Or is it? At the band's iTunes page is verbage for the product: Along with the music, The Complete U2 includes a digital booklet with album art, track listings, and band commentary. And it's only available on iTunes.

Does this mean iTunes is finally beginning to branch into downloadable products comprised of other digital assets than the bare music tracks themselves? It's been a medium just itching for such an expansion—PDFs, videos, printable items, all sorts of things that don't even have to conform to the necessary format to fit into a box. The only sticking point has been how to protect them from piracy, if that's a concern. I guess it's at last been decided that it's not worth worrying about.

That's all to the good. If the iTunes music-buying experience is missing anything, it's the presence of premiums and "extras" for the customer to be able to paw at and feel make a particular purchase "special". DVDs have had all their extra features for a long time now, and they've taken on a life of their own, with DVD producers falling all over themselves to out-premium their competitors. It seems it's finally time for the music industry to follow suit.


15:34 - Windows Moment of Zen

(top)
Boy, I haven't done one of these in a while.



Meditate on the meaning of the mystic words "Always On".

Seriously: I am getting waaay sick of having to dig into the Display settings on every lab machine to prevent the CRT monitor from shutting off and then taking five minutes to warm up again when I come back to it. If I want my monitor to shut off by itself, I'll choose the "Shut Off Monitor By Itself" power scheme, not the default "Always On" one.

(You know, it's oddly refreshing to be able to get back to stuff like this, finally...)


15:03 - We love the Leader
http://www.michaelmoore.com/words/index.php?id=364

(top)
Why did I think it would be fun to take a moment out of my day to look at the Floating Fat Man's page?


"When was the last time I have seen a president on a billboard? What is going on? Didn't Saddam Hussein have his picture up everywhere? What next, a statue?"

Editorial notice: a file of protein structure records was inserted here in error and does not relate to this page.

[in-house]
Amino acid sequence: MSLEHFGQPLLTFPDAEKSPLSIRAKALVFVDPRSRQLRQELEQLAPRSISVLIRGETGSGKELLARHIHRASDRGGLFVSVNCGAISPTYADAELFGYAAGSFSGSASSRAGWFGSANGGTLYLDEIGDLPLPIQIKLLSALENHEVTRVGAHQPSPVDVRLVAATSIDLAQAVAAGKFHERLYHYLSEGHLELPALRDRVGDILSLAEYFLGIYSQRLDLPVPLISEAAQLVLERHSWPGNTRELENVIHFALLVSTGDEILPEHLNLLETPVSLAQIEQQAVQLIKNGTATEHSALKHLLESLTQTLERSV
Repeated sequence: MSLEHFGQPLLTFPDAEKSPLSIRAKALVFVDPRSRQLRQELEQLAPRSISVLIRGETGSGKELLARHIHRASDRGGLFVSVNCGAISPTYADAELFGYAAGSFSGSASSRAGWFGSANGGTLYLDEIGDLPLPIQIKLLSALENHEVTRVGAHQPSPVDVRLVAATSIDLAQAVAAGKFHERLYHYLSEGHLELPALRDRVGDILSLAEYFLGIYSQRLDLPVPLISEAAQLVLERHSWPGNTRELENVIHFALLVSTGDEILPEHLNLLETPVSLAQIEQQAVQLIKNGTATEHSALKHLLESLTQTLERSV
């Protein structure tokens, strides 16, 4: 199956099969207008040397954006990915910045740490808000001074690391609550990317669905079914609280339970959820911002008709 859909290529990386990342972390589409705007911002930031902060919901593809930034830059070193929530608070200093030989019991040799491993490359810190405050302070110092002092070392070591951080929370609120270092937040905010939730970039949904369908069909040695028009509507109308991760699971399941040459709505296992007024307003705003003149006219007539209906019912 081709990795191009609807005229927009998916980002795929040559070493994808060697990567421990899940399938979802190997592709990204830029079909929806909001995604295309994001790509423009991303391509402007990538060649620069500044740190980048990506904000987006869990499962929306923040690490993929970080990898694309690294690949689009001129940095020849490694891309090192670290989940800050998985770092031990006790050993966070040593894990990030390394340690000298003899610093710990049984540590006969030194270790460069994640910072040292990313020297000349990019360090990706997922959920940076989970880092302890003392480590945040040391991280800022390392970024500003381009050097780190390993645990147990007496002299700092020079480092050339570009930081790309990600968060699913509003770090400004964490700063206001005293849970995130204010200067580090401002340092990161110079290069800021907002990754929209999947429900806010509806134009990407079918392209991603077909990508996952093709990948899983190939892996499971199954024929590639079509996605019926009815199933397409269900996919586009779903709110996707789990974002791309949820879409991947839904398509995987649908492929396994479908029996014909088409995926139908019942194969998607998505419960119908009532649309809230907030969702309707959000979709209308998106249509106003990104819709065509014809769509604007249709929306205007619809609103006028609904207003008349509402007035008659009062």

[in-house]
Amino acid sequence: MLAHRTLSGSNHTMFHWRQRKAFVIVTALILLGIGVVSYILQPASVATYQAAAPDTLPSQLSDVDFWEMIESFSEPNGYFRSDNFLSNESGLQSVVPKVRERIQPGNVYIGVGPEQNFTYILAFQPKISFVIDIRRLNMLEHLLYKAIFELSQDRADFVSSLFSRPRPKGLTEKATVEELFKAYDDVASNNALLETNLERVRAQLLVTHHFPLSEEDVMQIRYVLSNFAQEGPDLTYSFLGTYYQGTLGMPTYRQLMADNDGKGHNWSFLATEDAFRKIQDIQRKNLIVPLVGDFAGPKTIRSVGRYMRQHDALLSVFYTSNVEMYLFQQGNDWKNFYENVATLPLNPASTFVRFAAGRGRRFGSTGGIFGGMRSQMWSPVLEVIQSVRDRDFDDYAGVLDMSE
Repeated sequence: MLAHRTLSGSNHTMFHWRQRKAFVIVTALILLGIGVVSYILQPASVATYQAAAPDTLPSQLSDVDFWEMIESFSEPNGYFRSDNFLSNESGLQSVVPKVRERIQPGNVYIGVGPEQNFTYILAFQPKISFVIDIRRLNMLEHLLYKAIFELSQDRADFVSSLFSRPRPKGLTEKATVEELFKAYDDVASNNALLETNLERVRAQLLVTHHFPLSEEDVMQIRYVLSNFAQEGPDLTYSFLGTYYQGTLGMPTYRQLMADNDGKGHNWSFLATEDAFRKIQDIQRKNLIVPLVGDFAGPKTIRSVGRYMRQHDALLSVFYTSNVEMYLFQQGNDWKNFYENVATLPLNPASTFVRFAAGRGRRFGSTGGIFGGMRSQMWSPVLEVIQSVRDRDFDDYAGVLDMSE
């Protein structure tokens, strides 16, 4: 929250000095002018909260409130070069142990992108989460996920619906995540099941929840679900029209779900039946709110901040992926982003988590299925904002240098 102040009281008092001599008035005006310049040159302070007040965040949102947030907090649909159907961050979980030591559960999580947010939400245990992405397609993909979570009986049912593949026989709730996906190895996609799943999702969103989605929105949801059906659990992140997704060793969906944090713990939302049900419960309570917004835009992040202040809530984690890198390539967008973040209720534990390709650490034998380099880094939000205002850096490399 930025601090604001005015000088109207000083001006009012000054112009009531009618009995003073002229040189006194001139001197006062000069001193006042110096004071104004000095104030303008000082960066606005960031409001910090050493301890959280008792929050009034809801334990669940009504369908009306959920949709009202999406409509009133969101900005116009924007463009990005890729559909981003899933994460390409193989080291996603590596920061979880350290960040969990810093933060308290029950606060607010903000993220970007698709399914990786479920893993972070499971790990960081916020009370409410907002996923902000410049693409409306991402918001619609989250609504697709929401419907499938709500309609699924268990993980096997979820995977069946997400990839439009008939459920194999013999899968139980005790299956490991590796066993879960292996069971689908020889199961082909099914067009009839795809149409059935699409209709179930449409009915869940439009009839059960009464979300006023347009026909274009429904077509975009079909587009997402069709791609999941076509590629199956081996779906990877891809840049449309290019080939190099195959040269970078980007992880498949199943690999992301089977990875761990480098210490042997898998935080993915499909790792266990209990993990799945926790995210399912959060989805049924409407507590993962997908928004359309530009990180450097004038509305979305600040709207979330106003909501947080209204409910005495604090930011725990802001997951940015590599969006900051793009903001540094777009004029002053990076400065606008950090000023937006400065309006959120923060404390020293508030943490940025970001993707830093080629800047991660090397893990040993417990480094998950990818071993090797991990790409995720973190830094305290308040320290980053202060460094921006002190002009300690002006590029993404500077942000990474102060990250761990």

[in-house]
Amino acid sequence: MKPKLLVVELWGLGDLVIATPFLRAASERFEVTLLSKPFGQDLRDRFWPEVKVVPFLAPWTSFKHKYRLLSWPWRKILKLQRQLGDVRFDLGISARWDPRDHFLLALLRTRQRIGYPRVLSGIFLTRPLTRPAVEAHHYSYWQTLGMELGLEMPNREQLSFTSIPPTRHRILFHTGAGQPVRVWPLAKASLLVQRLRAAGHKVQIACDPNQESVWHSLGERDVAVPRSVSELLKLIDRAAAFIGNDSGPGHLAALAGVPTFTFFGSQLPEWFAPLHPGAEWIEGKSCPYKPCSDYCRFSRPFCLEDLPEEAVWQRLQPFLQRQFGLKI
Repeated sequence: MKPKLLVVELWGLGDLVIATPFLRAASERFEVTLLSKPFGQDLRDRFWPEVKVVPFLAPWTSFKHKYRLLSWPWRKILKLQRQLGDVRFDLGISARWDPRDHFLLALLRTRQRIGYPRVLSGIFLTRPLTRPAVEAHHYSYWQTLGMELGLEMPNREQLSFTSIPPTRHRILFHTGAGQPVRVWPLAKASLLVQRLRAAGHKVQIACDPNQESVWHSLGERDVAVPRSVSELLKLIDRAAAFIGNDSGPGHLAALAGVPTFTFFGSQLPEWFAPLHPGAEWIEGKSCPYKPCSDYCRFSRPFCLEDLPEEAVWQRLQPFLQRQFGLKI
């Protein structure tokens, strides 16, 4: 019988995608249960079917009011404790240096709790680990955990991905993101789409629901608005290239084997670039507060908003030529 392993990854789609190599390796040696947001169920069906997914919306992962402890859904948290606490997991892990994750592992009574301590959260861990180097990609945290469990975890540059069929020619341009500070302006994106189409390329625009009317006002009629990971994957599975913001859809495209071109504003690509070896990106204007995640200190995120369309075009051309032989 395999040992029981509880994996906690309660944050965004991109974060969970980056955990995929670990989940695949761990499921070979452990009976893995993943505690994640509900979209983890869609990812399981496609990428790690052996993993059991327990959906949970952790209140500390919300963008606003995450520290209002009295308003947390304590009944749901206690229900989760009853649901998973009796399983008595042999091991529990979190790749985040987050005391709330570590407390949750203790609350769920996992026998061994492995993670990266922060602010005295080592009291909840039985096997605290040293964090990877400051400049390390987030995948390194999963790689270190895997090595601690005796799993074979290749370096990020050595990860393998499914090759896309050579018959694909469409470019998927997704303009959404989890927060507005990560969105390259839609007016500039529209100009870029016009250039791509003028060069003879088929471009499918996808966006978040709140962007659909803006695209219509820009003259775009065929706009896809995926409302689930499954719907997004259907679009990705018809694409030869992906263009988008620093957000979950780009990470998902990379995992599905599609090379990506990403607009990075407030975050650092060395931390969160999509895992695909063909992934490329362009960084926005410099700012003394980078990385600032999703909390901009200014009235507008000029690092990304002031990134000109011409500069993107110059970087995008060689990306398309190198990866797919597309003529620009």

(From a letter to the Orlando Sentinel, quoted on Moore's front page.)

Do these twits really not understand the difference between a dictator decreeing that his grinning likeness be publicly posted, and a group of citizens choosing and paying a commercial billboard owner to put up such an endorsement?

Sigh. Of course they do. But they know some people don't.

I wonder how they feel about themselves, knowing that the readers whose support they're cheaply angling for are the people who are swayed by bald misleading analogies and who don't read fine print.

Ah well. I think maybe I'll get me a copy of this for Christmas.

UPDATE: My friend Gerrit writes:

As a German, this produces associations I don't quite like
as 'Our Leader' translates to 'Unser Führer' in German.
Now, I know that those associations are not justified,
but a lot of people around the world who had a certain
kind of 'leader' in their past (or still have one) will
look at this and start to wonder what's going on.

The fact that this billboard was not put up by the
Government but by private citizens or corporations
(The one in Orlando seems to have been done by
'Clear Channel Outdoor') will not really change the
impression they are getting. Even if they are told
this is not Government sponsored.

While the intentions behind this might have been
good, I think the people who paid for this didn't
quite think it through.

Well, granted. I'm sure they realized they were just asking for whatever willful misinterpretations people would have; I don't doubt that the whole purpose of putting that message on a billboard over a freeway where all kinds of people have to look at it is intended primarily as a way to rub salt in the wounds of the ones who lost. Certainly I can understand their reactions; I think the thing's rather unseemly, myself.

But I also suspect that the asymmetrical warfare of propaganda goes both ways; all the letter-writer and Michael Moore have to do is tell people that what they saw on the freeway is no different from what was common in Saddam's Baghdad, and the gullible or thoughtless ones will believe it. An ingenious counterstroke? An unfair cheap-shot? Depends on how you look at it, I guess.


08:45 - They're still at it

(top)
There aren't quite so many propaganda opportunities for the members of the Ar-Rahman list to capitalize on these days; but such as there are, they're still jumping on them:

Assalamu Alaikaum

The video footage of US Marines killing unarmed civilian in a mosque in Falluja.

http://www.ogrish.com/attachments/2004/11/16/ogrish-dot-com-marine_shoots_wounded_pow_video.wmv

Wasalam
Your brother
Haffeez

"POW" is not the same thing as "civilian", bucko.

Not that I expect anyone on the list to point this out or anything. Man, am I ever getting tired of this.

Monday, November 22, 2004
13:49 - Here Comes the Flood
http://www.nytimes.com/2004/11/21/magazine/21OHIO.html?pagewanted=1&oref=login

(top)
This anonymous clan of slack-jawed troglodytes has cost me the election; and yet if I were to have them killed, I would be the one to go to jail! That's democracy for you.
—Mr. Burns